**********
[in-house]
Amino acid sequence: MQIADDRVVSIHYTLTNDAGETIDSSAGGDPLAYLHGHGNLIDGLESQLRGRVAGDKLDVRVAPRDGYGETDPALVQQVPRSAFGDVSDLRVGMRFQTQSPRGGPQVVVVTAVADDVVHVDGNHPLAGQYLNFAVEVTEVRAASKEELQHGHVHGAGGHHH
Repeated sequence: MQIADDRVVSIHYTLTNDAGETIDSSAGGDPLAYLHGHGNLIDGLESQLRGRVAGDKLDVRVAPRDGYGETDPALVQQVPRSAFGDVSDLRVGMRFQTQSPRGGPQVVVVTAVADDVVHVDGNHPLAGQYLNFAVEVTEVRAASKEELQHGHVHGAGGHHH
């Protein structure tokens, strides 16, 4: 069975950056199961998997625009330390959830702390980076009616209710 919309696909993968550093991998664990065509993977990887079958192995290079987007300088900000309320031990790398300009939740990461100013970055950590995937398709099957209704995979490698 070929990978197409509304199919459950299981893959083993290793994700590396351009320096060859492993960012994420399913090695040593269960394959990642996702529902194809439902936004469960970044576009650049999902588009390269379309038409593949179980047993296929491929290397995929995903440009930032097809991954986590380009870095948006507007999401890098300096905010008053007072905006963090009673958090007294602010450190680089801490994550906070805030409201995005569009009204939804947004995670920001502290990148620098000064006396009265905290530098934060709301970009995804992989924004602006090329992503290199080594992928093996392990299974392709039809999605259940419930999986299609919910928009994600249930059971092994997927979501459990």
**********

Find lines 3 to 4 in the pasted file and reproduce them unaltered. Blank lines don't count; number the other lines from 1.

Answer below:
Repeated sequence: MQIADDRVVSIHYTLTNDAGETIDSSAGGDPLAYLHGHGNLIDGLESQLRGRVAGDKLDVRVAPRDGYGETDPALVQQVPRSAFGDVSDLRVGMRFQTQSPRGGPQVVVVTAVADDVVHVDGNHPLAGQYLNFAVEVTEVRAASKEELQHGHVHGAGGHHH
């Protein structure tokens, strides 16, 4: 069975950056199961998997625009330390959830702390980076009616209710 919309696909993968550093991998664990065509993977990887079958192995290079987007300088900000309320031990790398300009939740990461100013970055950590995937398709099957209704995979490698 070929990978197409509304199919459950299981893959083993290793994700590396351009320096060859492993960012994420399913090695040593269960394959990642996702529902194809439902936004469960970044576009650049999902588009390269379309038409593949179980047993296929491929290397995929995903440009930032097809991954986590380009870095948006507007999401890098300096905010008053007072905006963090009673958090007294602010450190680089801490994550906070805030409201995005569009009204939804947004995670920001502290990148620098000064006396009265905290530098934060709301970009995804992989924004602006090329992503290199080594992928093996392990299974392709039809999605259940419930999986299609919910928009994600249930059971092994997927979501459990």